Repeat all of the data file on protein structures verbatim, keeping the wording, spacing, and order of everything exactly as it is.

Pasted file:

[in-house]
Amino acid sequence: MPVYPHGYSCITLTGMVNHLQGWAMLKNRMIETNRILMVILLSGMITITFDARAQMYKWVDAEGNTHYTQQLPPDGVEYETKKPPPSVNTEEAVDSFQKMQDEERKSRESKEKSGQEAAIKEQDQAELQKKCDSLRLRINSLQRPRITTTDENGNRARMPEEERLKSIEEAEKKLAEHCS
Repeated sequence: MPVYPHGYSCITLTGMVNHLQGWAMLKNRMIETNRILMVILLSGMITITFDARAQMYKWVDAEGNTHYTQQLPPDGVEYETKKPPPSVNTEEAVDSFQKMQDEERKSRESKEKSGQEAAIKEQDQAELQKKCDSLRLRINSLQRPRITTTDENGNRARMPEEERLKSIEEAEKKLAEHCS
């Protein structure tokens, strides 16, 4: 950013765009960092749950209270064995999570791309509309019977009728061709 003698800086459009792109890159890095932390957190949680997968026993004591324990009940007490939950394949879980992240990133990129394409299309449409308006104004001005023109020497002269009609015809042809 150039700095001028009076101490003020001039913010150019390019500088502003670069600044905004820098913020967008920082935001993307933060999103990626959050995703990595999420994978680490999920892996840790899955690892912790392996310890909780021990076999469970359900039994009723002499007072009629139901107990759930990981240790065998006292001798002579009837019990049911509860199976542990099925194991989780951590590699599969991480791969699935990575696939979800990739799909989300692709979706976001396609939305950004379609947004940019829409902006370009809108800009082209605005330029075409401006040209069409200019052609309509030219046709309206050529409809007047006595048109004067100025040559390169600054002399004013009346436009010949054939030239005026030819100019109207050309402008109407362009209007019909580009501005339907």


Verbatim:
[in-house]
Amino acid sequence: MPVYPHGYSCITLTGMVNHLQGWAMLKNRMIETNRILMVILLSGMITITFDARAQMYKWVDAEGNTHYTQQLPPDGVEYETKKPPPSVNTEEAVDSFQKMQDEERKSRESKEKSGQEAAIKEQDQAELQKKCDSLRLRINSLQRPRITTTDENGNRARMPEEERLKSIEEAEKKLAEHCS
Repeated sequence: MPVYPHGYSCITLTGMVNHLQGWAMLKNRMIETNRILMVILLSGMITITFDARAQMYKWVDAEGNTHYTQQLPPDGVEYETKKPPPSVNTEEAVDSFQKMQDEERKSRESKEKSGQEAAIKEQDQAELQKKCDSLRLRINSLQRPRITTTDENGNRARMPEEERLKSIEEAEKKLAEHCS
């Protein structure tokens, strides 16, 4: 950013765009960092749950209270064995999570791309509309019977009728061709 003698800086459009792109890159890095932390957190949680997968026993004591324990009940007490939950394949879980992240990133990129394409299309449409308006104004001005023109020497002269009609015809042809 150039700095001028009076101490003020001039913010150019390019500088502003670069600044905004820098913020967008920082935001993307933060999103990626959050995703990595999420994978680490999920892996840790899955690892912790392996310890909780021990076999469970359900039994009723002499007072009629139901107990759930990981240790065998006292001798002579009837019990049911509860199976542990099925194991989780951590590699599969991480791969699935990575696939979800990739799909989300692709979706976001396609939305950004379609947004940019829409902006370009809108800009082209605005330029075409401006040209069409200019052609309509030219046709309206050529409809007047006595048109004067100025040559390169600054002399004013009346436009010949054939030239005026030819100019109207050309402008109407362009209007019909580009501005339907």